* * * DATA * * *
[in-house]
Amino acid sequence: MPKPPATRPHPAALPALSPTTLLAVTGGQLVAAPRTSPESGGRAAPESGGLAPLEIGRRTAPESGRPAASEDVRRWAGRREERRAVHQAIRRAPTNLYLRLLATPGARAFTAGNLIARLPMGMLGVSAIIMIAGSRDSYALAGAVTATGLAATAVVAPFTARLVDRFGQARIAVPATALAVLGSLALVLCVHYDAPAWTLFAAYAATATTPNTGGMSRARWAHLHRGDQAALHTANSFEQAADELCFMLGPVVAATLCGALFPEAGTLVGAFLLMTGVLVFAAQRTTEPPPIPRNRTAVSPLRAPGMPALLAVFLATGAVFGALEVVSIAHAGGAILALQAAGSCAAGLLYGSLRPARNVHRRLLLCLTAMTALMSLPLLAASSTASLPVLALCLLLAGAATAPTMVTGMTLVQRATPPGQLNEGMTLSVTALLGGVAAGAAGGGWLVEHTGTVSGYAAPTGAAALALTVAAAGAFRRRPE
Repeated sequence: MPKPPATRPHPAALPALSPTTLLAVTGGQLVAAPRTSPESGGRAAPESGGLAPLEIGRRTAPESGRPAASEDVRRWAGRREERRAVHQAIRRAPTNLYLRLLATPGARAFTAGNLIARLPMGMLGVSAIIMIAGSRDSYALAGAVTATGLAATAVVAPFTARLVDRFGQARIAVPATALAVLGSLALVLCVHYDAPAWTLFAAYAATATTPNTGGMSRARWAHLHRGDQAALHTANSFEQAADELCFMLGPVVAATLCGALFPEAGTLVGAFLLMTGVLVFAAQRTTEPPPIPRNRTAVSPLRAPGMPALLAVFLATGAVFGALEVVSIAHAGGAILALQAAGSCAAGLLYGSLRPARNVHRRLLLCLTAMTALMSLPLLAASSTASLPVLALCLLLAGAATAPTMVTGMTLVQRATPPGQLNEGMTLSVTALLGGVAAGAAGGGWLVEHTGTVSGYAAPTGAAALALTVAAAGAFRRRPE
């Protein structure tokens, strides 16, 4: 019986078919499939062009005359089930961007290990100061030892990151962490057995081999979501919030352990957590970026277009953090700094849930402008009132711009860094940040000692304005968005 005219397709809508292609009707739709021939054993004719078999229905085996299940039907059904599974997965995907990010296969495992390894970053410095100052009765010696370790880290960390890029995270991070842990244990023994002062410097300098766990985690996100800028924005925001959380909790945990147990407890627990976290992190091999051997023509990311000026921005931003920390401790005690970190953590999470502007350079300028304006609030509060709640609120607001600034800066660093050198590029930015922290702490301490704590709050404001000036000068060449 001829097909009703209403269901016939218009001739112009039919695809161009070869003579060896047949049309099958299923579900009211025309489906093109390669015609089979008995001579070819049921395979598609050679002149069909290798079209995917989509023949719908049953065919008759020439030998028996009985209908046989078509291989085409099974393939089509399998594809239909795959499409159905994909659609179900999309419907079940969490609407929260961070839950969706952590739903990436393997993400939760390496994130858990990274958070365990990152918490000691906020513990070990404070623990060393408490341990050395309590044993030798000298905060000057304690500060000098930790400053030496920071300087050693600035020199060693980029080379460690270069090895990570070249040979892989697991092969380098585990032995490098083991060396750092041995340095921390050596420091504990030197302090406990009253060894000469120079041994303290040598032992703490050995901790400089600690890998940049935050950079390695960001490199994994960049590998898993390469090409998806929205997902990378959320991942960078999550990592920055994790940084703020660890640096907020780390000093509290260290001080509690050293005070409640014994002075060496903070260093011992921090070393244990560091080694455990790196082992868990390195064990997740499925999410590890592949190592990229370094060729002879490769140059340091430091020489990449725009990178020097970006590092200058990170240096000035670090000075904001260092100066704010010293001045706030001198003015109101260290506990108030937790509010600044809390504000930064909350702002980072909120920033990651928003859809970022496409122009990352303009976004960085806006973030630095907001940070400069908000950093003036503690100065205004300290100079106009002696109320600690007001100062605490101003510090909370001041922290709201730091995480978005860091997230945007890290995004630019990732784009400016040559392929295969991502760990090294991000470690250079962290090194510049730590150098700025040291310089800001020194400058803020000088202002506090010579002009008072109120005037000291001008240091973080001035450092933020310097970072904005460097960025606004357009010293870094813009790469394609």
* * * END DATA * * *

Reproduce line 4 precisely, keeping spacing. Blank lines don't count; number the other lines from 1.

């Protein structure tokens, strides 16, 4: 019986078919499939062009005359089930961007290990100061030892990151962490057995081999979501919030352990957590970026277009953090700094849930402008009132711009860094940040000692304005968005 005219397709809508292609009707739709021939054993004719078999229905085996299940039907059904599974997965995907990010296969495992390894970053410095100052009765010696370790880290960390890029995270991070842990244990023994002062410097300098766990985690996100800028924005925001959380909790945990147990407890627990976290992190091999051997023509990311000026921005931003920390401790005690970190953590999470502007350079300028304006609030509060709640609120607001600034800066660093050198590029930015922290702490301490704590709050404001000036000068060449 001829097909009703209403269901016939218009001739112009039919695809161009070869003579060896047949049309099958299923579900009211025309489906093109390669015609089979008995001579070819049921395979598609050679002149069909290798079209995917989509023949719908049953065919008759020439030998028996009985209908046989078509291989085409099974393939089509399998594809239909795959499409159905994909659609179900999309419907079940969490609407929260961070839950969706952590739903990436393997993400939760390496994130858990990274958070365990990152918490000691906020513990070990404070623990060393408490341990050395309590044993030798000298905060000057304690500060000098930790400053030496920071300087050693600035020199060693980029080379460690270069090895990570070249040979892989697991092969380098585990032995490098083991060396750092041995340095921390050596420091504990030197302090406990009253060894000469120079041994303290040598032992703490050995901790400089600690890998940049935050950079390695960001490199994994960049590998898993390469090409998806929205997902990378959320991942960078999550990592920055994790940084703020660890640096907020780390000093509290260290001080509690050293005070409640014994002075060496903070260093011992921090070393244990560091080694455990790196082992868990390195064990997740499925999410590890592949190592990229370094060729002879490769140059340091430091020489990449725009990178020097970006590092200058990170240096000035670090000075904001260092100066704010010293001045706030001198003015109101260290506990108030937790509010600044809390504000930064909350702002980072909120920033990651928003859809970022496409122009990352303009976004960085806006973030630095907001940070400069908000950093003036503690100065205004300290100079106009002696109320600690007001100062605490101003510090909370001041922290709201730091995480978005860091997230945007890290995004630019990732784009400016040559392929295969991502760990090294991000470690250079962290090194510049730590150098700025040291310089800001020194400058803020000088202002506090010579002009008072109120005037000291001008240091973080001035450092933020310097970072904005460097960025606004357009010293870094813009790469394609």